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Fixing up some ivory (not a euphemism).

This is where I began:

Ivory Joseph Rodgers Open

Ivory Joseph Rodgers 2

Ivory Joseph Rodgers 1

The poor thing was in really, really bad shape. That crack you see (appearing at what's called the toe of the razor) is because the lead spacer got flattened slightly either when it was originally created or in a later repair. It put just enough stress on the ivory that it cracked at the first dry spell. I've seen a lot of antique razors with ivory scales like this that all have a crack in more or less the exact same spot.

You might wonder why lead. The answer is because when using the razor you want it to balance at the point where you hold the blade. That's just beneath the blade. Ivory is very light, so the razor needs a counter-balance to the blade (this blade is quite heavy for its size).

I had to do a lot of work to get this fixed up.

Pinning Tools

The tools of my hobby. In this case, the large hammer will be playing the role of anvil.

Note the lead spacer. I've glued copper shims onto it and filed them down flat so the pressure is evenly distributed.

Beveled Pin

The pins that hold it together need to be polished and beveled or they'll look ugly (and possibly even work poorly) when I assemble the razor.

Taped Washers

I've taped stacks of washers into place. Each side uses a brass washer with a stainless steel on top. It's not period accurate or anything, but I like the way it looks.

Cutting the Pin

I cut the pins to length...

After the Cut

(note ugly cut)

Then I polish and bevel them...

Post Cut Bevel

My special 'multi-tool' hammer:
(that divot is on purpose, so I can use it as an anvil for pins)

Pin Anvil

There's not very much spare pin sticking up!

Pin Length

But that was all I needed to fit them perfectly in.


(They got cleaned up later with a Dremel for various reasons.)

Hinge Hero


Joseph Rodgers Ivory Restore 01

Joseph Rodgers Ivory Restore 03

I cleaned the ivory with toothpaste and toothbrush, but it left some staining down in the crack. Later I learned I could have cleaned that with an ultrasonic jewlery cleaner. Oh well.  After toothbrushing the hell out it I poured on some superglue -- which bonds to ivory more enthusiastically than it bonds to fingers -- sanded it down flat and then polished it with some Mother's Aluminum and Mag polish. That stuff seems to work on everything.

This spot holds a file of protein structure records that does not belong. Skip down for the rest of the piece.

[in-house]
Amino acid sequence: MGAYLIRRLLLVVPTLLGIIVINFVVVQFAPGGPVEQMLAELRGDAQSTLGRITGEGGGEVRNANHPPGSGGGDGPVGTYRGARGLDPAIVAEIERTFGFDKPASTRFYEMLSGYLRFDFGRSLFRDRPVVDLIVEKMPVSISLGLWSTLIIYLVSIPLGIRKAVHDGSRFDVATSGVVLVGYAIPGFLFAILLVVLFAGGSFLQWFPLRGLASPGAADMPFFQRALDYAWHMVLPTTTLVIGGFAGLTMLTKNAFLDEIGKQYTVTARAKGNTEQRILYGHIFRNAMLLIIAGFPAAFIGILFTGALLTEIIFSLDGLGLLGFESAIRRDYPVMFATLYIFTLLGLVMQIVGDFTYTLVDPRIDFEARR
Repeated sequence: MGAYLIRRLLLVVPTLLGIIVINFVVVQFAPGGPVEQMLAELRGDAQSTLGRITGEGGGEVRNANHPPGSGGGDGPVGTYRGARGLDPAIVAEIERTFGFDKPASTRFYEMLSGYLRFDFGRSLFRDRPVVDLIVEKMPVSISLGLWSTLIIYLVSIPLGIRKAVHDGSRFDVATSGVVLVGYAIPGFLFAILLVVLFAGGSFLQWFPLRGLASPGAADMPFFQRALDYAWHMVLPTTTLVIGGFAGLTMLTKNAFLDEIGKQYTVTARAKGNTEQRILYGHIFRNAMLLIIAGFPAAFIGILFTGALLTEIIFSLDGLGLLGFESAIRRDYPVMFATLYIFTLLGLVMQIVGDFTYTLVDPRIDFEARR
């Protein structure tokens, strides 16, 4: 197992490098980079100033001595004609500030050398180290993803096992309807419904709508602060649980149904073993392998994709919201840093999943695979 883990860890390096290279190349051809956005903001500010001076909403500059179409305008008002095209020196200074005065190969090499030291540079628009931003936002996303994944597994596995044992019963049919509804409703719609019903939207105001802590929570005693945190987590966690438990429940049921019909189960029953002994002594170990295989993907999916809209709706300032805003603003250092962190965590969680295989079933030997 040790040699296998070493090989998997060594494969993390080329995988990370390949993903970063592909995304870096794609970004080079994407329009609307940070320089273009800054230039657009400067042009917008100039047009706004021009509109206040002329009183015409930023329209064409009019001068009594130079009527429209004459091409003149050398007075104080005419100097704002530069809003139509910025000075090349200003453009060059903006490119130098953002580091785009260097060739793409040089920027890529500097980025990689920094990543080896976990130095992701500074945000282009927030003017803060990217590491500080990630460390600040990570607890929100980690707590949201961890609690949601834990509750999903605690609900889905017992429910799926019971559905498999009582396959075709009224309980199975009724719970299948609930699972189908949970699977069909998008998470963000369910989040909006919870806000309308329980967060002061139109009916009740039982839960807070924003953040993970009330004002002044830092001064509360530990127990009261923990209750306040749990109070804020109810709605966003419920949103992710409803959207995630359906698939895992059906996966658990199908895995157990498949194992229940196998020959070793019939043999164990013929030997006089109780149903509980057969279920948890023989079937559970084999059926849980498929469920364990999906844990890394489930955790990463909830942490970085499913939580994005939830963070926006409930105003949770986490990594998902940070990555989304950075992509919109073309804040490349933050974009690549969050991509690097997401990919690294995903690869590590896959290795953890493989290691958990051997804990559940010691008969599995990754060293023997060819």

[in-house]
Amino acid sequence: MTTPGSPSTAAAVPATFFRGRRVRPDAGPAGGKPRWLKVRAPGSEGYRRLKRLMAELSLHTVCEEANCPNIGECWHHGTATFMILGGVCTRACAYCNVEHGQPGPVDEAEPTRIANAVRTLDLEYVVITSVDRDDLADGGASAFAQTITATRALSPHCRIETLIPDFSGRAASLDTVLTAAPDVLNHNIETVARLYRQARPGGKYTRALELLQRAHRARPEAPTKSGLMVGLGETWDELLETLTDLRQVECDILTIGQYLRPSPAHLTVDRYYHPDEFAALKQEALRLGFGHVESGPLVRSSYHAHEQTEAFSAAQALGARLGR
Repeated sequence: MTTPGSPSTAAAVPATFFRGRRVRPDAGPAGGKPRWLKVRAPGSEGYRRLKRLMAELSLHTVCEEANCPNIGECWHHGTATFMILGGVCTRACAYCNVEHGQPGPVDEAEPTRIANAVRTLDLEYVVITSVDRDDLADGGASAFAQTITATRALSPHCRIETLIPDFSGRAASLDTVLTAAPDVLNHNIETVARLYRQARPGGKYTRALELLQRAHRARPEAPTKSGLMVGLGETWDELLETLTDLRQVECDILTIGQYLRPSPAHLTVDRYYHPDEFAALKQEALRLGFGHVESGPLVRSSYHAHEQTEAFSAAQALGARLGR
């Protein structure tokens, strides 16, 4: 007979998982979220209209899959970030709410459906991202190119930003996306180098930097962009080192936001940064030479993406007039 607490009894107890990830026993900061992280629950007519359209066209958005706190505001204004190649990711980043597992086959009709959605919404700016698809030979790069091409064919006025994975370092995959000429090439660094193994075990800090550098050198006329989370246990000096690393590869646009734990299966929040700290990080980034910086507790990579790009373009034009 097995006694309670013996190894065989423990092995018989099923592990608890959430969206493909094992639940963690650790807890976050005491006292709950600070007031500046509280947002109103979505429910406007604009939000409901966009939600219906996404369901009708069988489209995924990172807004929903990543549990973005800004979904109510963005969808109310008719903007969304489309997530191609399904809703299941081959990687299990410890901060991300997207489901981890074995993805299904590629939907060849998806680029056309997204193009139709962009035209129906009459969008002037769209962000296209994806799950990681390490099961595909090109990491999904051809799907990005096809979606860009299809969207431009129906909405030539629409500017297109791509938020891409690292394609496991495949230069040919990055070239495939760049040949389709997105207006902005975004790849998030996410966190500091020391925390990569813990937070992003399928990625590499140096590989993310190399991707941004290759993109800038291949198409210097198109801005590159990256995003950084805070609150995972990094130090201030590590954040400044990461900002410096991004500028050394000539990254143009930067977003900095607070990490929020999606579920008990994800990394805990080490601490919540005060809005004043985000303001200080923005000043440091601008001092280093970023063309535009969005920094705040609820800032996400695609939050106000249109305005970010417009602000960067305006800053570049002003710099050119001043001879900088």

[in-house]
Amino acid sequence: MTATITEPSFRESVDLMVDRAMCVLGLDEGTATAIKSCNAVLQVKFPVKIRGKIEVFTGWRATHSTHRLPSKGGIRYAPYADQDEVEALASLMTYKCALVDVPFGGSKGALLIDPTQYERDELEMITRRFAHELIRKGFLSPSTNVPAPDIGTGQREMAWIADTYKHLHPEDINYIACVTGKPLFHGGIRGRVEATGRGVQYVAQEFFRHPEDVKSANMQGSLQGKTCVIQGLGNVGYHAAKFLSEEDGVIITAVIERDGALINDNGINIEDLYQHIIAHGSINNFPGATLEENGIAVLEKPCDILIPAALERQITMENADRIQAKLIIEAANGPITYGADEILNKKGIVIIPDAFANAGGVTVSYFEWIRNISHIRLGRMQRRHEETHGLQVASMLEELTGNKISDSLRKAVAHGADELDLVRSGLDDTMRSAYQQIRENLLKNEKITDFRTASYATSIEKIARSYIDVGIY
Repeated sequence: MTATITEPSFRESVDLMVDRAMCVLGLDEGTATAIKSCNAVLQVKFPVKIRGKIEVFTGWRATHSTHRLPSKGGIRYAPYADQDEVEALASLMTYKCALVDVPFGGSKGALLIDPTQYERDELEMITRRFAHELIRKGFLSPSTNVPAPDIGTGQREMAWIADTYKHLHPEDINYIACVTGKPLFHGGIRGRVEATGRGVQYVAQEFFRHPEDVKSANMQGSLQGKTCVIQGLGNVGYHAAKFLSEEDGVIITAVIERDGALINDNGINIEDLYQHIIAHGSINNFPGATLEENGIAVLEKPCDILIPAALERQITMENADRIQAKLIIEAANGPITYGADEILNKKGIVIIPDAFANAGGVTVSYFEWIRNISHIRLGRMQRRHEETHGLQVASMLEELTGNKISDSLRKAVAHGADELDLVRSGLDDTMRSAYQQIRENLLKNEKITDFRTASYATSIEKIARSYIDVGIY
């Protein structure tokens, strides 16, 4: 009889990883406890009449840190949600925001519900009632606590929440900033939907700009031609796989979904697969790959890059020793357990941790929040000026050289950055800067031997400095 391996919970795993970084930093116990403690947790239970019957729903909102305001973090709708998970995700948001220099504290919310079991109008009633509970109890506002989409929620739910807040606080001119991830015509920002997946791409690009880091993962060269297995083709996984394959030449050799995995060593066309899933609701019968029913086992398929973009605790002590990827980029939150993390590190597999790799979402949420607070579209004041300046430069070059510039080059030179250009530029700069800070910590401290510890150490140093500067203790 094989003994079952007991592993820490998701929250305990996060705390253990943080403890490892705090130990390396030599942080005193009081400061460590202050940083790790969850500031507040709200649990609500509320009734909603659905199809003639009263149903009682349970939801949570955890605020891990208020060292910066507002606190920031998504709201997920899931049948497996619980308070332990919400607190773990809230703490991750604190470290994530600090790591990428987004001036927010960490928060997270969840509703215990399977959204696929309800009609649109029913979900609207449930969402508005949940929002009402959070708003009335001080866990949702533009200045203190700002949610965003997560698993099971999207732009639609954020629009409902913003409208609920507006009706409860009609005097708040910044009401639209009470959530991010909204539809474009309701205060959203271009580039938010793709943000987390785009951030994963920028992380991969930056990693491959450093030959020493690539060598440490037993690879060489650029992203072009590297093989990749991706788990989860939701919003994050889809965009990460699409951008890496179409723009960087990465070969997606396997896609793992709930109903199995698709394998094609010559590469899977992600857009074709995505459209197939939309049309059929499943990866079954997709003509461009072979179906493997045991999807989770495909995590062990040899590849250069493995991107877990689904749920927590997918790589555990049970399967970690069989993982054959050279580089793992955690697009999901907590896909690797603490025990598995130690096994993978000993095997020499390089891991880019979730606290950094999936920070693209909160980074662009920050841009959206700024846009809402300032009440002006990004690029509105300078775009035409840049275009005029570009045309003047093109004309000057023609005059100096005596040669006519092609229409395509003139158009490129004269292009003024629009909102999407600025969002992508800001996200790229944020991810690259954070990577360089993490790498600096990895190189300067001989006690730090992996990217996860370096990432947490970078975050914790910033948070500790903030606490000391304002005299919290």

And there you have it. Way more than you ever wanted to know about an old razor.


( 10 comments — Leave a comment )
Jul. 30th, 2011 10:45 pm (UTC)
That's wonderful. Thank you.

I didn't know about toothpaste for old ivory. Does any toothpaste work?

I'd love to read more entries like this.
Jul. 30th, 2011 10:53 pm (UTC)
From what I've read, you're best off using the simplest toothpaste. Though brightening agents might well be desirable here. Ivory, after all, is a big tooth (more or less).

A warning though, for ivory of any thickness at all it can be dangerous to buff the surface with anything more than a soft cloth. Thicker ivory pieces are sealed so the interior doesn't dry out. Dry ivory = cracked ivory.

Alas, I don't really know any solid details. The resources I was looking at were geared toward large items but mentioned that thinner pieces -- such as piano keys -- don't have the same need for sealing.

I don't, at the moment, have any with horn scales or I'd do up a photo essay on restoring horn. It is wonderful to work with. Extremely forgiving, and capable of taking a polish that makes it look outright artificial.
Jul. 31st, 2011 01:06 am (UTC)
That is SO AWESOME! You're amazing, Zak.
Jul. 31st, 2011 02:35 am (UTC)
I'm as surprised as anyone how much I love doing this! But fixing up old razors really makes me happy.
Jul. 31st, 2011 04:57 am (UTC)
Very cool indeed. But you should be writing! You're turning into the narrator from Someone Comes To Town, Someone Leaves Town.
Jul. 31st, 2011 05:15 am (UTC)
Believe it or not, I've been writing too!

A tiny bit:

It’s at this point when Carolyn Sere arrives. Let’s take the opportunity to describe her.

At the moment she’s a very tall woman wearing bizarrely fashionable clothes to a ritual murder. She has hair that looks like the result of the sort of expensive industrial process that creates four ounces of Veblen goods and half a ton of poisoned village. At other times she’s been linked to notorious rock stars, scandalized politicians and everyone who ever cut out a sheet of cloth for someone else to wear. Carolyn is famously variable in appearance, infamously fickle in love and well known to be an unreliable idiot with a tasteless yen for the occult.

For an idiot socialite she doesn't look particularly concerned about the pile of human skin or the blood splattered on pretty much everything.

“It’s such an honor to finally meet you,” Carolyn says to the skinned man with the knife.

(Bear in mind, it's from an outline, not regular narrative)
Jul. 31st, 2011 10:23 pm (UTC)
Okay, that's acceptable.
Aug. 2nd, 2011 01:00 am (UTC)
She has hair that looks like the result of the sort of expensive industrial process that creates four ounces of Veblen goods and half a ton of poisoned village.

Bwaha! Lovely!
Aug. 2nd, 2011 01:02 am (UTC)
What beautiful work on that razor!
Aug. 2nd, 2011 01:08 am (UTC)
Thank you!
( 10 comments — Leave a comment )